“Nigel and Donavan, one day we’ll meet again,” say parents of boys in tragic Tampines accident
Gracia Lee // January 28, 2019, 4:43 pm
The accident involving 13-year-old Nigel and seven-year-old Donavan made headlines across local media, and many good-hearted strangers streamed in to pay their respects at the wake. "God knew we needed people's care," says the boys' father, Francis Yap. Photo by Ang Wei Ming.
January 28. Not a special date for most. But for Francis and Suliani Yap, it is a date they will never forget.
Exactly six years ago, on January 28, 2013, Francis was going about an ordinary day of work as an SAF regular when he received a phonecall from his sons’ school.
The caller asked if 13-year-old Nigel and seven-year-old Donavan were his sons. He said he was asking with regard to “a traffic thing” and hastily added that someone else would call later.
Confused and anxious, Francis waited.
It was a police officer who called next. Nigel and Donavan had been hit by a cement mixer while cycling across the road. Both his children were dead.
“After the phone call, my whole body collapsed,” Francis said. He quickly informed his wife Suliani, who was working at McDonald’s. She dropped everything to rush down to the accident scene.
Ironically, like her sons, she too rode a bicycle to the scene.
“My bicycle tyres didn’t have enough air and it was very difficult to cycle. As I was rushing to the scene, I couldn’t accept it. I told myself, this accident isn’t real. It was only when I reached the scene that I realised it really happened. My children had died and they had no more breath. At that moment, my mind went completely blank and numb. I couldn’t accept it.”
Her wails gave way to unconsciousness.
Wrestling with God
It has been six years since the accident.
I am at the Yaps’ home in Choa Chu Kang, where it is peaceful and quiet, save for the light chirping of three birds that Francis keeps.
Displayed on a shelf in a room are rows of toy cars and Lego figurines that had belonged to the boys.
“God has been constantly watching over us and walking with us. We’ve had no lack.”
A scrapbook of Nigel and Donavan, made by their church friends, takes pride of place on the shelf, as does a photo album with memories of their last family outing to Sentosa, just two days before tragedy struck.
It is evident that the family had been close.
The pain of loss is still palpable in the home. But when Francis, 47, and Suliani, 42, start sharing, their words are not what you’d expect.
“God has been constantly watching over us and walking with us. We’ve had no lack,” says Francis with conviction.
But it has not been an easy past six years.
“After the accident, my whole world fell into darkness,” remembers Suliani.
Memories of the boys were everywhere – in the kitchen, the rooms, the playground downstairs and even at the nearby bak chor mee stall where the family used to have Saturday lunches together. It was too painful for them to stay.
So in November that year, they moved from Tampines to the home in Choa Chu Kang where they currently live.
But they couldn’t escape the pain, and wrestled with God to find answers to the tragedy.
“God, You love us. Why would You let something like that happen?” they lamented.
During church one Sunday, the pastor spoke about how Abraham had offered his son Isaac to God. During the altar call, the pastor told the congregation that God wants what they value the most in life — wealth, work, health and family.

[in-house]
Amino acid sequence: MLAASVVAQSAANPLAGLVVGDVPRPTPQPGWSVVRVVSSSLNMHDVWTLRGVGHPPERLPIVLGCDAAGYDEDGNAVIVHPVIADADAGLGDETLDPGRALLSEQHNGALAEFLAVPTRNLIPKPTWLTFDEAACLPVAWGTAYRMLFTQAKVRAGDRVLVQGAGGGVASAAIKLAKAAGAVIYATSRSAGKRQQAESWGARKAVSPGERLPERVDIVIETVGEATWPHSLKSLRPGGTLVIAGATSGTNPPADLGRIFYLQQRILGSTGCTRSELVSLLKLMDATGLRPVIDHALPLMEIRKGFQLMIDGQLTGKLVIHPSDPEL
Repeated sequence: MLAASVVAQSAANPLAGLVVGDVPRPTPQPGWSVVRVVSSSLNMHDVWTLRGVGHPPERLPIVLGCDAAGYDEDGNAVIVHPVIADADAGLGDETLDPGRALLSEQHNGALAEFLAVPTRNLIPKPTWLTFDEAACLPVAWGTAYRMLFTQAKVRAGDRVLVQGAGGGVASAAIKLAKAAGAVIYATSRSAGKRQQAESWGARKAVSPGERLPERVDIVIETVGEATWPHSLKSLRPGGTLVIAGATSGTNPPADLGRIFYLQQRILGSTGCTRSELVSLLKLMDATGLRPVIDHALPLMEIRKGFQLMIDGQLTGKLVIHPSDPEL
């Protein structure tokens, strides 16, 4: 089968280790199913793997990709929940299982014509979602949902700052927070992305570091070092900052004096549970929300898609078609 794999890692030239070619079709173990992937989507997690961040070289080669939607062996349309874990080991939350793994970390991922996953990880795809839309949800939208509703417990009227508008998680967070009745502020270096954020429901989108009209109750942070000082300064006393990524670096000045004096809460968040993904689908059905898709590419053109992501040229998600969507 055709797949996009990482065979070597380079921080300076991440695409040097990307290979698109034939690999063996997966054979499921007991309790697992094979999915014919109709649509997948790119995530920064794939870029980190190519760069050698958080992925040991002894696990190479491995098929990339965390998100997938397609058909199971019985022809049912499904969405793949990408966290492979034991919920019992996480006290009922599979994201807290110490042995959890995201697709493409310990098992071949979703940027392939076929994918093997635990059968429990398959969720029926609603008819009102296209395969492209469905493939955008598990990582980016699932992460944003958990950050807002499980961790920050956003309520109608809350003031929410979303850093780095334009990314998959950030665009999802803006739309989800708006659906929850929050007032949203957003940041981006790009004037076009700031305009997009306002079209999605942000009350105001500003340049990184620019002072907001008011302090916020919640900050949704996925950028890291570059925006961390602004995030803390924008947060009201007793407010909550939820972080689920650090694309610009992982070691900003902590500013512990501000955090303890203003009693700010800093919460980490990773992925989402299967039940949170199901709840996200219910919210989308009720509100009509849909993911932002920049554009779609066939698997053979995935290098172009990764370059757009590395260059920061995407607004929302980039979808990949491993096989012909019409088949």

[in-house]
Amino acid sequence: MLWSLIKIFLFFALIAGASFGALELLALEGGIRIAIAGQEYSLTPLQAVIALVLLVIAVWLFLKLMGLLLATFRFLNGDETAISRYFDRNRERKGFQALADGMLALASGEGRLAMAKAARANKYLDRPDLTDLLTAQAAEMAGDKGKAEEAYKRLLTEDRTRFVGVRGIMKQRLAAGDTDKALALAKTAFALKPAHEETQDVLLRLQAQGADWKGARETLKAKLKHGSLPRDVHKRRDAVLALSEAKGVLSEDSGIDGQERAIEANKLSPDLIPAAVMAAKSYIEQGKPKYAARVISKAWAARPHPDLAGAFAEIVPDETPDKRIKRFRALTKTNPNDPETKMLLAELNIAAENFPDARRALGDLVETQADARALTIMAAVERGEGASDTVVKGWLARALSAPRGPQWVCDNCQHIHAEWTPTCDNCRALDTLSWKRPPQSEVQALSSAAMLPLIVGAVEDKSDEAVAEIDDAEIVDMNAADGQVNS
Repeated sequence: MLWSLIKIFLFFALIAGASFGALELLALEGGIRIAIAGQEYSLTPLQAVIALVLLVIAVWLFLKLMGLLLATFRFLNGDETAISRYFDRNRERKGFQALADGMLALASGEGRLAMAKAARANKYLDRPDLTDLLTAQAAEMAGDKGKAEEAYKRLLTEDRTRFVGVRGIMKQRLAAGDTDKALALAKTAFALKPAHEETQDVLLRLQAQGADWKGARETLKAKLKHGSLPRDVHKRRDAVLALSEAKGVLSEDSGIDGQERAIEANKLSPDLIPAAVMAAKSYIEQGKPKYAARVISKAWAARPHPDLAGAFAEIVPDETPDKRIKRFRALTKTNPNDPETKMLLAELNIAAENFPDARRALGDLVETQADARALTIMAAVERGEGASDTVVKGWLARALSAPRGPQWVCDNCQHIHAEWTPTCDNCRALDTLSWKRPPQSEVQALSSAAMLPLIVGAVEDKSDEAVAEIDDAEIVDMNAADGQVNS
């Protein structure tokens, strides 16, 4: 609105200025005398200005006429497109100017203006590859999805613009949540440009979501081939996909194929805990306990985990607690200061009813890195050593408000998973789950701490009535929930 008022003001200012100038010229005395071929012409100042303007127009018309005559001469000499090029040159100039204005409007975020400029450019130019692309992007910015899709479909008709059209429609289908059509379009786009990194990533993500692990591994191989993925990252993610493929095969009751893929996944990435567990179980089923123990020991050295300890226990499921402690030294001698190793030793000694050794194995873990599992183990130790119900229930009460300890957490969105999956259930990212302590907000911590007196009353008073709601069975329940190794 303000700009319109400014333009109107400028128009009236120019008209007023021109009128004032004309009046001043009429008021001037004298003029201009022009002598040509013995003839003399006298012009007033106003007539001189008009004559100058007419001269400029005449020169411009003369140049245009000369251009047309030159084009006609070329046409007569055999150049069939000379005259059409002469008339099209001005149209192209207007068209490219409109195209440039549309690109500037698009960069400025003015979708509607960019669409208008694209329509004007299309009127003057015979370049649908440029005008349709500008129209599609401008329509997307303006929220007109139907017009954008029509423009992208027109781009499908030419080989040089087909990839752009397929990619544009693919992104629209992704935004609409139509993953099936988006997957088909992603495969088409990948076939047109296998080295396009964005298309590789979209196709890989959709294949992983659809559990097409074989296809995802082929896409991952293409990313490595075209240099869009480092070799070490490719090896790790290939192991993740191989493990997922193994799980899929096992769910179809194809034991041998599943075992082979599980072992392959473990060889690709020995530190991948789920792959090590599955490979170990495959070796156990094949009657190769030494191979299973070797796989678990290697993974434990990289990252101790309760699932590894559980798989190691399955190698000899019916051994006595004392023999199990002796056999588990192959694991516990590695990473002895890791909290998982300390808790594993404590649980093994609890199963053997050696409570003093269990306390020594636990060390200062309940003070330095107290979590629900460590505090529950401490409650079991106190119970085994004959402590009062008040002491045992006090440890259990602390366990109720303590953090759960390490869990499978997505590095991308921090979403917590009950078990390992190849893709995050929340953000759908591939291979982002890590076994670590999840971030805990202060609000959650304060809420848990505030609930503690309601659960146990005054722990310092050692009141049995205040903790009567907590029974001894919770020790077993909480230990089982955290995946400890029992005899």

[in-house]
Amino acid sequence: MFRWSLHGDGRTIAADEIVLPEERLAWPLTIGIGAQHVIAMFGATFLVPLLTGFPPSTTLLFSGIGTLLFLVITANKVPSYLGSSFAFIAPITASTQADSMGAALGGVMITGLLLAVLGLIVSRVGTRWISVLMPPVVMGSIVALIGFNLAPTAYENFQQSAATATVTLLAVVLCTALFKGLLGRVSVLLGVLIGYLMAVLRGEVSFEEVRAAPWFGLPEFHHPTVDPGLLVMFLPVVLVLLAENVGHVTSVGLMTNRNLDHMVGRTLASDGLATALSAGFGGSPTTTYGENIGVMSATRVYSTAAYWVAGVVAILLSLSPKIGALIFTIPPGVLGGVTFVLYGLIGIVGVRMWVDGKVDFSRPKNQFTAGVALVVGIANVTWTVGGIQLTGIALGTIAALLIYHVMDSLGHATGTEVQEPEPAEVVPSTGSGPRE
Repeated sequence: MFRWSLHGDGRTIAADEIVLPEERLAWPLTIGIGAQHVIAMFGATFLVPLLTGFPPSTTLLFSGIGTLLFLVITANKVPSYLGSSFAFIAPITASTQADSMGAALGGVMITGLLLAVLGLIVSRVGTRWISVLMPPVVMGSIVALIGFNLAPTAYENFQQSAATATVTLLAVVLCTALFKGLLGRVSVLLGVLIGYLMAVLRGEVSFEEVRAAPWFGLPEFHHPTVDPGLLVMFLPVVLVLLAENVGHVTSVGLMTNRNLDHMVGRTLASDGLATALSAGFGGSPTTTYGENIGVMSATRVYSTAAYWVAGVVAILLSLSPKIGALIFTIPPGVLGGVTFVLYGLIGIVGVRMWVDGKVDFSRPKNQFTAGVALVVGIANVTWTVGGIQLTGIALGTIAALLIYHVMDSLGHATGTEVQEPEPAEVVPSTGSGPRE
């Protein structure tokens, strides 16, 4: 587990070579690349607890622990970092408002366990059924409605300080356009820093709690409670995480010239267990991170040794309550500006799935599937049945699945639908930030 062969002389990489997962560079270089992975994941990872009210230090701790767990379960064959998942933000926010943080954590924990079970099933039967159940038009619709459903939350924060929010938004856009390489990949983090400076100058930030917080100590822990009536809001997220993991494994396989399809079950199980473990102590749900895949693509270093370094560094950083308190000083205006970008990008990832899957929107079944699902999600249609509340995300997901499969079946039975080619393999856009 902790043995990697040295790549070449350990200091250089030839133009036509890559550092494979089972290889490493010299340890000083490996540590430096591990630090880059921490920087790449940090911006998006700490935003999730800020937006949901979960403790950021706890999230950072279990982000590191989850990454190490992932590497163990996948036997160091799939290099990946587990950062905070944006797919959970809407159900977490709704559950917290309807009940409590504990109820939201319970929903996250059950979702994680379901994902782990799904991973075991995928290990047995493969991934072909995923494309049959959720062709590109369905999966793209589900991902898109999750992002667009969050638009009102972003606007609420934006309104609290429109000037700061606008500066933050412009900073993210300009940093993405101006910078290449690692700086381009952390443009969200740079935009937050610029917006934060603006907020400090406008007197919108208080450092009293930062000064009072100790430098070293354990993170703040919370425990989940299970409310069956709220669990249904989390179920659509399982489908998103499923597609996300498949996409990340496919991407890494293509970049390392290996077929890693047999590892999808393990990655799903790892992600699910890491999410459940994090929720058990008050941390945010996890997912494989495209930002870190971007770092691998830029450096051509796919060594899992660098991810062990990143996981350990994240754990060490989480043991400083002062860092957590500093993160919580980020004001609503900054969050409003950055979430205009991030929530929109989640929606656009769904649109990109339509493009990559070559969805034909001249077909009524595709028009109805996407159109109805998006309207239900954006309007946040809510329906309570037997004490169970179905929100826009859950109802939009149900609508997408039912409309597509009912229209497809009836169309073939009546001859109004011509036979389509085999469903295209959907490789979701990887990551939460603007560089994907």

“When I heard that, I couldn’t hold my emotions in. I cried out, ‘God, I’m not willing. I want to be like Jacob and wrestle with You. Jacob broke one leg, I’m willing to break both’,” Suliani says.
Peace did not come quickly. But it did come.
A mother’s lament
The Yaps had become believers through Suliani’s sister.
“In my household, it was my younger sister who first came to Christ,” Suliani says. “She told me, you’ve prayed to almost every god; do you want to try Jesus? This is how we began to go to church and eventually to accept Jesus.
“Every night we would hold each other’s hands. Our children would pray for daddy and mummy, and we would pray for them.”
“At that time, our church had just started a Hokkien service and we thankfully worshipped there together. Nigel was learning how to play the drums, my husband was a sound man. On Sundays, Donavan attended Sunday school. We felt very blessed because we were serving God together as a family.
“At home, we would hold each other’s hands at 9pm every night and pray for each other. Our children would pray for daddy and mummy, and we would pray for them before saying a closing prayer.”
Francis says: “When the accident happened, I was thinking, what would happen to my wife? She has said before that her children were her life. I thought to myself that I can’t crumble, because what will happen to her if I do?”
“During the funeral, I kept asking God questions,” says Suliani. “I said, in Your Word, doesn’t it say that ‘as for me and my household, we will serve the Lord’? We served You together happily. At that time, I felt like I was the most blessed person in the world. So why would something like that happen? I kept asking this.
“Then the pastor shared with me a song about Jesus’ pierced hands, and it kept playing in my ears. I felt that it was angels who were singing this song.
“I cried even harder. I said, ‘God, You are God and I am not. I’m only an ordinary person. Your pierced hands were very painful, but I am hurting even more. And God whispered in my ear, ‘I died on the cross and sacrificed My life for you. It was painful, but I bore it to save you.’ I cried until I didn’t have any tears left. I said, ‘God, I really have no words.’